African Blue Crane Fun Facts

Adult Blue CraneBlue cranes live in grasslands and plains of Southern Africa. While they prefer habitats with both water and dry land, they feed almost exclusively in the dry areas. They eat a variety of grasses and sedges, as well as insects and small lizard, frogs, and snails.

Compared to other cranes, blue cranes are small but with a large head. They have pale gray plumage and long black-tipped wing feathers which can be mistaken for tail feathers. When excited, the feathers on their heads may be upright. Chicks have dark gray and brown feathers.

 

Two Adult Blue CranesThroughout the year, blue cranes migrate altitudinally. In the summer, they live at altitudes about 6,500 feet above sea level. In the winter, they move down to lowlands. The breeding season lasts for many months but usually happens between the late fall and late winter, when the cranes will be in their lower altitude winter habitat.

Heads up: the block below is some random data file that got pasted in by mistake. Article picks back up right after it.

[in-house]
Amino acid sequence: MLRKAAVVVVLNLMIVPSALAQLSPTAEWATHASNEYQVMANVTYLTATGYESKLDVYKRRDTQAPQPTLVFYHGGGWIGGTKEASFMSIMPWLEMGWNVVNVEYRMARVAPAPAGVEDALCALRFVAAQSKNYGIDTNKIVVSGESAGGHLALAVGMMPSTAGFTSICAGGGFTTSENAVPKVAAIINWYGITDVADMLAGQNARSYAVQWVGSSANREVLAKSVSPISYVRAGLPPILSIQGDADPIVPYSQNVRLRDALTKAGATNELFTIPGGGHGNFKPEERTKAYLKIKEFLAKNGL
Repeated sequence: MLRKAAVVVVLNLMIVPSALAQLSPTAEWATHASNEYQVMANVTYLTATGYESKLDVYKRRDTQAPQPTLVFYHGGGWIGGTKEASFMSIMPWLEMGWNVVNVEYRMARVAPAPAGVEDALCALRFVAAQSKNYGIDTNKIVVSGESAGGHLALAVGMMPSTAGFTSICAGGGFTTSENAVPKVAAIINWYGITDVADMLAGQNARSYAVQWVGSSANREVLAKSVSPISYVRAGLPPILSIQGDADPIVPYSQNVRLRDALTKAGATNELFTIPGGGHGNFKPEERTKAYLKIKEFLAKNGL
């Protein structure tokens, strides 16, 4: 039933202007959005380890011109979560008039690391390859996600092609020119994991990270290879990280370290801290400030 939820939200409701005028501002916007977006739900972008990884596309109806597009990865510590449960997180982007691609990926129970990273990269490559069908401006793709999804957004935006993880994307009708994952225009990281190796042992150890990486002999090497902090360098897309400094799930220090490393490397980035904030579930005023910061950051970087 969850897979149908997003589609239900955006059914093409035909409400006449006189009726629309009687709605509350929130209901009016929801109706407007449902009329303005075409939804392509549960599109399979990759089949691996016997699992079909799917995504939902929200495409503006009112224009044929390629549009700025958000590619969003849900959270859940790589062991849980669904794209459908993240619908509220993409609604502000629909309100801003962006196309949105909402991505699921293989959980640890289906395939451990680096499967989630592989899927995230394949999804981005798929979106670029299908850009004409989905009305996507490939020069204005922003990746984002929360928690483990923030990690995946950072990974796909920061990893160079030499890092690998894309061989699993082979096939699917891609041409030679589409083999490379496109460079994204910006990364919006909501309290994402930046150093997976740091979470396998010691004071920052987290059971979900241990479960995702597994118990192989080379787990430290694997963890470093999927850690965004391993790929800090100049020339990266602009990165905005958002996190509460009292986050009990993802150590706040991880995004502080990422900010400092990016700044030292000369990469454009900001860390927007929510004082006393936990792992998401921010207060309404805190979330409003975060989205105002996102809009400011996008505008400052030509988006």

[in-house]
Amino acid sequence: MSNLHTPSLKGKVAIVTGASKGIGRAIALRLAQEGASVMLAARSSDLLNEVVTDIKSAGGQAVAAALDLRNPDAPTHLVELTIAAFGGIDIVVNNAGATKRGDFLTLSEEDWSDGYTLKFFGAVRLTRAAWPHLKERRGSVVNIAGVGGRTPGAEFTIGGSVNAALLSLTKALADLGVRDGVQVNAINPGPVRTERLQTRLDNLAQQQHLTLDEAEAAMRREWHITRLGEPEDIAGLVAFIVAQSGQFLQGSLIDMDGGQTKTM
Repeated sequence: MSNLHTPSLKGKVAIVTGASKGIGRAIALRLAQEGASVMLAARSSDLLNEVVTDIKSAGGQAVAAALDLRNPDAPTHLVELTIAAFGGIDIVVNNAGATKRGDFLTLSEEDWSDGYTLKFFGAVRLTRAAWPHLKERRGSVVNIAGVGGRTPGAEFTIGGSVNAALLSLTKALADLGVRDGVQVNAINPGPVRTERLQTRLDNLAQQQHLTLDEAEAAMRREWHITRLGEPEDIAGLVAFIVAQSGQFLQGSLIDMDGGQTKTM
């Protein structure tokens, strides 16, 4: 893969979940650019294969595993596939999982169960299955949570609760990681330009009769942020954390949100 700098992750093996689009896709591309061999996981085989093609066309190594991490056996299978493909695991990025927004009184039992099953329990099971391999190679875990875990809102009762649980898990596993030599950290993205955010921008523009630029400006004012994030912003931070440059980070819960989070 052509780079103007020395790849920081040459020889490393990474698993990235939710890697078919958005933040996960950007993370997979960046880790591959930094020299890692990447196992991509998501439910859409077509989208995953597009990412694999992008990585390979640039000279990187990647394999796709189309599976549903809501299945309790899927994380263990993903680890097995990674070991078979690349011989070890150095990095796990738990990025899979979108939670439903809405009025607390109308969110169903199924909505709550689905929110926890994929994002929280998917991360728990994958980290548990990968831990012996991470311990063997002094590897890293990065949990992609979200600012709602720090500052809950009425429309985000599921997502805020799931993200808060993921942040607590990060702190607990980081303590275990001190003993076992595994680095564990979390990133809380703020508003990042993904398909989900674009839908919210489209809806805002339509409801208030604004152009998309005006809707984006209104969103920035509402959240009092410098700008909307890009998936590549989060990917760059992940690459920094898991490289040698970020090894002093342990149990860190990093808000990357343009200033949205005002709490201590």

Both the male and female engage in courting ritual behavior. This involves the pair running in circles, to begin with. Then they toss objects into the air and jump. If the dance is successful and they select each other, they will mate within a few weeks. Both the mother and father incubate the clutch of eggs, which is usually two eggs. They become very aggressive when defending their nest, attacking animals which don’t normally pose a threat, such as tortoises, cattle, and even humans.

 

Baby African Blue CraneThe incubation period lasts on average 30 days. After hatching, the chicks are at first helpless. When they are about two days old, they begin walking and swimming follows shortly after. While the father stays around after the chicks hatch, it is mostly the mother who takes the responsibility of feeding them. The chicks fledge (develop their flight feathers) sometime after three months of age. The chicks stay with their parents until the next breeding season.

While blue cranes aren’t an endangered species, they are vulnerable. Their population has been in decline since the 1980s. The biggest threat posed to them is habitat destruction or agricultural encroachment. Poisoning from pesticides also is dangerous to them. Luckily, blue cranes are a protected species in South Africa.

 

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